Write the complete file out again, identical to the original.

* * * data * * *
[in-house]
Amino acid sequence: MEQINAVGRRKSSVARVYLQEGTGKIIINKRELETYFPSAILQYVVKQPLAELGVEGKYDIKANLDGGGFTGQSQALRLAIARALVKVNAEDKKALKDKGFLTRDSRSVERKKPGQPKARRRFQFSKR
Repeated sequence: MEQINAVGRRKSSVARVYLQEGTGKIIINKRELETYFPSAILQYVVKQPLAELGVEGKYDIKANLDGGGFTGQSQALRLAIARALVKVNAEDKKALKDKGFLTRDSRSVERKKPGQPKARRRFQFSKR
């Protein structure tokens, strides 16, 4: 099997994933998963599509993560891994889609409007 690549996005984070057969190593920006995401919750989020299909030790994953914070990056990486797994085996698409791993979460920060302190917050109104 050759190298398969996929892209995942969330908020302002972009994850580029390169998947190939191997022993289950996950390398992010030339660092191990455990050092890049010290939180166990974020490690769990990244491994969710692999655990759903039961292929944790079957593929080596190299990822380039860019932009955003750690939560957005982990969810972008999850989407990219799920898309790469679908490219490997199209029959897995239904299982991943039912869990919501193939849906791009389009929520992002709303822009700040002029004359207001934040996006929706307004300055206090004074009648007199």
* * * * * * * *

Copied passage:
[in-house]
Amino acid sequence: MEQINAVGRRKSSVARVYLQEGTGKIIINKRELETYFPSAILQYVVKQPLAELGVEGKYDIKANLDGGGFTGQSQALRLAIARALVKVNAEDKKALKDKGFLTRDSRSVERKKPGQPKARRRFQFSKR
Repeated sequence: MEQINAVGRRKSSVARVYLQEGTGKIIINKRELETYFPSAILQYVVKQPLAELGVEGKYDIKANLDGGGFTGQSQALRLAIARALVKVNAEDKKALKDKGFLTRDSRSVERKKPGQPKARRRFQFSKR
């Protein structure tokens, strides 16, 4: 099997994933998963599509993560891994889609409007 690549996005984070057969190593920006995401919750989020299909030790994953914070990056990486797994085996698409791993979460920060302190917050109104 050759190298398969996929892209995942969330908020302002972009994850580029390169998947190939191997022993289950996950390398992010030339660092191990455990050092890049010290939180166990974020490690769990990244491994969710692999655990759903039961292929944790079957593929080596190299990822380039860019932009955003750690939560957005982990969810972008999850989407990219799920898309790469679908490219490997199209029959897995239904299982991943039912869990919501193939849906791009389009929520992002709303822009700040002029004359207001934040996006929706307004300055206090004074009648007199």